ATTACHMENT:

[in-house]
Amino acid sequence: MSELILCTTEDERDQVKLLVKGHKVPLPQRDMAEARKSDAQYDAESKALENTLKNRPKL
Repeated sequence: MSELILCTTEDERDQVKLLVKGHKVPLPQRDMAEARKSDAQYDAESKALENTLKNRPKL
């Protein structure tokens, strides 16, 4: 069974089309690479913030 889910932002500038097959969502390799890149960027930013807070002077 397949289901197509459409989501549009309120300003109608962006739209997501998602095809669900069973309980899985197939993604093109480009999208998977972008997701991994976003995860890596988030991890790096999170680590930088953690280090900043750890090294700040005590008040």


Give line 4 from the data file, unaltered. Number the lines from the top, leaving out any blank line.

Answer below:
């Protein structure tokens, strides 16, 4: 069974089309690479913030 889910932002500038097959969502390799890149960027930013807070002077 397949289901197509459409989501549009309120300003109608962006739209997501998602095809669900069973309980899985197939993604093109480009999208998977972008997701991994976003995860890596988030991890790096999170680590930088953690280090900043750890090294700040005590008040």